18. P. Triantafyllidis, New Evidence of the Glass Manufacture in Classical and Hellenistic Rhodes, Annales du 14e Congre's de 1'Association Internationale du Verre 1998 (2000), 30-1 fig.5-7.
19. Barag, op.cit. 1985, no.46.
20. R. Dehn, Ein sp?thallstattzeitliches Fyrstengrab von Ihringen, Kreis Breisgau-Hochschwarzwald, Archaeologische Ausgrabungen in Baden-Wuerttemberg 1993, Stuttgart 1994, 109-12, fig.61; Tre'sors Celtes et Gaulois, exhib. Colmar, 1996, colorpl.9.
21. L.K. Galanina, Glass Vessels from the Kurdjipsky Barrow, Archeologiceskji sbornik Gosudarstvennyi ordena Lenina Ermitage <=Asbor> 12, 1970, 44, no.11.
22. Philadelphia, Univ.of Pennsylvania Mus. D. Barag, An Unpublished Achemenid Cut Glass Bowl from Nippur, JGS 10, 1968, 17-20.
23. Oliver, op.cit. 1970. Goldstein, op.cit. 1979, nos.248, 251. A. von Saldern, Two Achaemenid Glass Bowls and a Hoard of Hellenistic Glass Vessels, JGS 17, 1975, 37-9. Geneva: Muse'e d'Art et d'Histoire (Inv.no. 14396). Catalog of Glass in the Hueseyin Kokabas?E Collection, Istanbul 1984, no.80, fig.30. Naples: G.D. Weinberg, Hellenistic Glass Vessels from the Athenian Agora, Hesperia 30, 1961, pl.93a. S. Baumgaertner, Glaeser, Antike… Museum der Stadt Regensburg, Karlsruhe 1977, no. 1.N. Kunina, Ancient Glass in the Hermitage Collection, St. Petersburg 1997, no.47, colorpl.27. Grose, op.cit.1989, no.34. Sangiorgi: Saldern, op.cit.1959, fig.29. M. Pfrommer, Studien zu alexandrinischer und grossgriechischer Toreutik fr?hhellenistischer Zeit, Berlin 1987, 251, no.KBk30 (Sotheby's London, July 12, 1976, no.307). Solid Liquid, Fortuna Fine Arts, New York 1999, no.1.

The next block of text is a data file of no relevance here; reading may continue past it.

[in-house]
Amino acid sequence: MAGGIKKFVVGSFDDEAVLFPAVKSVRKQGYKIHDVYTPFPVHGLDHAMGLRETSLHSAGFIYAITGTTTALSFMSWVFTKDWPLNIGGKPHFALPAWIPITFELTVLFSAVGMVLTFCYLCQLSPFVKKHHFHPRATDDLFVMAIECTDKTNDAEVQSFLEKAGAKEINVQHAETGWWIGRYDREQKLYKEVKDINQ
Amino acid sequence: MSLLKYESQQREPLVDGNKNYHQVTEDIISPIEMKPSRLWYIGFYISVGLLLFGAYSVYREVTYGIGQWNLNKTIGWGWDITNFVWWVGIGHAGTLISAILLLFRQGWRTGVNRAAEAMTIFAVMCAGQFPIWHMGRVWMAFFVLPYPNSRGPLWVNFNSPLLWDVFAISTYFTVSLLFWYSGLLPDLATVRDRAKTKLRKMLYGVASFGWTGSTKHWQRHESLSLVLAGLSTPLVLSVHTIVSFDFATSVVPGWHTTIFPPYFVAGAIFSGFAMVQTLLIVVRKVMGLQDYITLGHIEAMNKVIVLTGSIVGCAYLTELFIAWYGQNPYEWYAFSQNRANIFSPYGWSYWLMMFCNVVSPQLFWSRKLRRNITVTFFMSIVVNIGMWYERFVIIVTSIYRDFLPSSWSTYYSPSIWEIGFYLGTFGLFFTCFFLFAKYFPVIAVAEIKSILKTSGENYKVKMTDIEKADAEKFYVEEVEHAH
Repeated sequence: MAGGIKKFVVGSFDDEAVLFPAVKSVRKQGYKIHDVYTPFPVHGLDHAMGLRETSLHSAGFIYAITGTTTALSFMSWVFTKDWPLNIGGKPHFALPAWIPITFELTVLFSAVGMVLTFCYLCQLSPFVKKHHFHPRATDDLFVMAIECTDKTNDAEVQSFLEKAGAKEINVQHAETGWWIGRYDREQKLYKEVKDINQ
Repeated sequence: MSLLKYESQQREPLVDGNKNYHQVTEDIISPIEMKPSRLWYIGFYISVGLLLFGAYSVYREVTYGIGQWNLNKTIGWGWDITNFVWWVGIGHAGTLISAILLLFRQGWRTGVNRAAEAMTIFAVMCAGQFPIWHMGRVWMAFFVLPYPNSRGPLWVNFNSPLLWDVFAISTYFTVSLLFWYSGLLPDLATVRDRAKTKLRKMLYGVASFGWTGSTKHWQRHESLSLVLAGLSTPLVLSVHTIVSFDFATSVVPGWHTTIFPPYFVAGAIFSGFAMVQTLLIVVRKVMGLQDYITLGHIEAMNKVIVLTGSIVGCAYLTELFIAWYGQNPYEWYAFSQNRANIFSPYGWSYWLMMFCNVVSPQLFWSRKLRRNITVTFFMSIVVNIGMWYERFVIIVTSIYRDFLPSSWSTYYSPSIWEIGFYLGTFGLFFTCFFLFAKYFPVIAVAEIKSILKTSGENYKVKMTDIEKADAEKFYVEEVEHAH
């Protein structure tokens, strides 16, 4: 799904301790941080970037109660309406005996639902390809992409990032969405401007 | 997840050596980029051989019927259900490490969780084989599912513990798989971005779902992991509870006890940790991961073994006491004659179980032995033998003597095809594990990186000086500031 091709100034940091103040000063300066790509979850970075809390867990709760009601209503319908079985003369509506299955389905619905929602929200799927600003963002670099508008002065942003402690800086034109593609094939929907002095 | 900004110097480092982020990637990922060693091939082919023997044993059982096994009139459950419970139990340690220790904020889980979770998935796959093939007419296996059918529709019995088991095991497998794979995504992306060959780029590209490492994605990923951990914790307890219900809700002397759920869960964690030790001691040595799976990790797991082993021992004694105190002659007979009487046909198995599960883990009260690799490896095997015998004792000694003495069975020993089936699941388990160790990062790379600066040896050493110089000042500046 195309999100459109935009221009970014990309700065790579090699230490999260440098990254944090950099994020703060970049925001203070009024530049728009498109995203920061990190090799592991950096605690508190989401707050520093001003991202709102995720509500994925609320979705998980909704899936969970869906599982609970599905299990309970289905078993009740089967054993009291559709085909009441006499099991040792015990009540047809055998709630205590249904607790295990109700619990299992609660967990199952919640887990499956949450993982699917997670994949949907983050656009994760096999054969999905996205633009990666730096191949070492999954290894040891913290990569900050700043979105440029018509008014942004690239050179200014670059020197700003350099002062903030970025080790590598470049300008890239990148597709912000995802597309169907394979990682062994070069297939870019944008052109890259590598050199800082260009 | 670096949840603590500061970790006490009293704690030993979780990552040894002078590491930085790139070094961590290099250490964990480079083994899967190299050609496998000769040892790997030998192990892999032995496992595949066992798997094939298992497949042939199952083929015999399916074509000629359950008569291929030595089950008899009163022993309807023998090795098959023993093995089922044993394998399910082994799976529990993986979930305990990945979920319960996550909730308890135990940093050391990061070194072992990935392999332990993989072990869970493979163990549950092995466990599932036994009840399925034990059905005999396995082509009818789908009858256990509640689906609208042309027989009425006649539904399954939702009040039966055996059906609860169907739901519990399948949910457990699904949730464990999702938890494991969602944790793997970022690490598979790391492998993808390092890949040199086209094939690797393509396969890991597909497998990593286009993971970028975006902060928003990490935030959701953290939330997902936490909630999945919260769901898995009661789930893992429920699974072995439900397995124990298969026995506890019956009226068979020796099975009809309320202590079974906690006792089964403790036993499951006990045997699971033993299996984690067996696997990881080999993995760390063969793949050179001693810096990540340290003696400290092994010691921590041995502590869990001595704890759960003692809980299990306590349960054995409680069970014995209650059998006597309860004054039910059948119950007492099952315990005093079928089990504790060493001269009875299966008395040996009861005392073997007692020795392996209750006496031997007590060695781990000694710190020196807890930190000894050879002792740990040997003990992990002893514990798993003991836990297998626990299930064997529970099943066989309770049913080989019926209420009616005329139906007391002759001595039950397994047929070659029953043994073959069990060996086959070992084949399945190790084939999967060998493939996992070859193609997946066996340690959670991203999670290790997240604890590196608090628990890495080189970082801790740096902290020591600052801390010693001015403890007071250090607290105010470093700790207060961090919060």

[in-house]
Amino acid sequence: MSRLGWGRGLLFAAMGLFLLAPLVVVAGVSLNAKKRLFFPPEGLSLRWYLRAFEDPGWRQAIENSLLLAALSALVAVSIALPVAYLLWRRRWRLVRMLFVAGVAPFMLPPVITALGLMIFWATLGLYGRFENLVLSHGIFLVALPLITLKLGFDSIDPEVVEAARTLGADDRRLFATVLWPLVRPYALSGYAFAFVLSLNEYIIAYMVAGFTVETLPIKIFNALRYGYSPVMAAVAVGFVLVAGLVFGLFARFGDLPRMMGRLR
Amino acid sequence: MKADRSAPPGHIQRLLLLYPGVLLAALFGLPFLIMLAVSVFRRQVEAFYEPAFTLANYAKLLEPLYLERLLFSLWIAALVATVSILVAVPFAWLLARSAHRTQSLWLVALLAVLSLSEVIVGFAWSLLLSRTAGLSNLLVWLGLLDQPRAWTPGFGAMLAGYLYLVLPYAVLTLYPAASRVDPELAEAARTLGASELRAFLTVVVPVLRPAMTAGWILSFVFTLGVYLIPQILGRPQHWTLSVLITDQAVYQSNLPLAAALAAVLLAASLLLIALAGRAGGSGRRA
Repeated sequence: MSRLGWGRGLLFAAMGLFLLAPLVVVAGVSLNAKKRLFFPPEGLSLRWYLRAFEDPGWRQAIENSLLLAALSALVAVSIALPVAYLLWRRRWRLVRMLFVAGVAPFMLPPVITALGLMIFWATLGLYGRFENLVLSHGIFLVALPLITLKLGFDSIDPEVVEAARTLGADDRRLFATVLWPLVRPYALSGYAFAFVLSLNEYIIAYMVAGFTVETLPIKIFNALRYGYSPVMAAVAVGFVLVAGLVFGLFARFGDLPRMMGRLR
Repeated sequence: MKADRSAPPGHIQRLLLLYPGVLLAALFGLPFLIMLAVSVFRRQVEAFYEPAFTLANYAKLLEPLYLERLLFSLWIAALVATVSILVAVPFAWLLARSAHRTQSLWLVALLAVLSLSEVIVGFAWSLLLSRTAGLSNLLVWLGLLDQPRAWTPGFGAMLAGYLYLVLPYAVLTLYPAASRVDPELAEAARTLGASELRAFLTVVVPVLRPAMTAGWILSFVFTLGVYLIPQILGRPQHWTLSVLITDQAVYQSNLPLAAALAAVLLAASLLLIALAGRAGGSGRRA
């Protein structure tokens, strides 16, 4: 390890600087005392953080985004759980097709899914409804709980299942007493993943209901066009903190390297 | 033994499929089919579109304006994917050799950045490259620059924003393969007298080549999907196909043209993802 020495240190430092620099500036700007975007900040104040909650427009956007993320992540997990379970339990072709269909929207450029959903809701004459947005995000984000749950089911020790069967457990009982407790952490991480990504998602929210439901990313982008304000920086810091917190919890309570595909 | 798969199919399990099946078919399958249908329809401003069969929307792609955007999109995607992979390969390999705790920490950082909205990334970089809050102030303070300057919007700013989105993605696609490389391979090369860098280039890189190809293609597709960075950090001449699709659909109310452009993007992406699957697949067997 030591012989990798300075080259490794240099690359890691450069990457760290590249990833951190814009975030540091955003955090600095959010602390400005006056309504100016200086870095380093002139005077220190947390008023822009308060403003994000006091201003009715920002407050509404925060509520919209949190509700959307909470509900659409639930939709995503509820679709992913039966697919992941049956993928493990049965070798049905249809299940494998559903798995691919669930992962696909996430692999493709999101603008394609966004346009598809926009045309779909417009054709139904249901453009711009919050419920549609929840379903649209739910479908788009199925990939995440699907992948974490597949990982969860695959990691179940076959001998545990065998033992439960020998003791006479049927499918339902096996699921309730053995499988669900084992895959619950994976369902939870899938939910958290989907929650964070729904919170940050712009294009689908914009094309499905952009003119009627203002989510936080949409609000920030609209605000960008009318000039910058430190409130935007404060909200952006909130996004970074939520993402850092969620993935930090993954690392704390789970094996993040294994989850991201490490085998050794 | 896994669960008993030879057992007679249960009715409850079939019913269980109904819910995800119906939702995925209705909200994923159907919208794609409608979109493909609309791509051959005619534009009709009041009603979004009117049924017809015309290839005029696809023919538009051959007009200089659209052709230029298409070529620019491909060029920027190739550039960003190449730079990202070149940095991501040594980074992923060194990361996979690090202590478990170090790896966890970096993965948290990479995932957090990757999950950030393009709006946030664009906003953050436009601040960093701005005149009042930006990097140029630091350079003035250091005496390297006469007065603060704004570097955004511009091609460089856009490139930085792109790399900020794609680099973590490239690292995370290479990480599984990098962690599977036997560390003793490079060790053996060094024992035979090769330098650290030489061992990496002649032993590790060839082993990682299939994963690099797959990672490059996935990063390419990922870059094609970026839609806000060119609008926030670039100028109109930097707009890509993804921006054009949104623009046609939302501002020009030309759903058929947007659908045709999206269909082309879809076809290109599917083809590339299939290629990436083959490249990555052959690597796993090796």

24. It should be pointed out that it is sometimes not easy to sort out stylistically similar Iranian from Greek silverware. - Cf. also the relation of Greek ceramics to toreutic art: B.B. Sefton, Persian Gold and Attic Black-glaze:Achaemenid Influences on Attic Pottery of the 5th and 4th Centuries B.C., Annales Arche'ologiques Arabes Syriennes 21, 1971 = Ixe'me Congre's Internat. D'Arche'ologie Classique, Damascus 1969, 109-11.
25. Schmidt, op.cit. 1953, pl.31ff.
26. Text in: M.L. Trowbridge, Philological Studies in Ancient Glass (Univ. of Illinois Studies in Language and Literature ‡]‡V, 3-4, 1928), Urbana 1930, 134, 151.
27. W. Schiering, Die Werkstatt des Pheidias in Olympia 2: Werkstattfunde (DAI Olympia Forsch. 18), Berlin 1991, 47-50, 131ff. 157ff.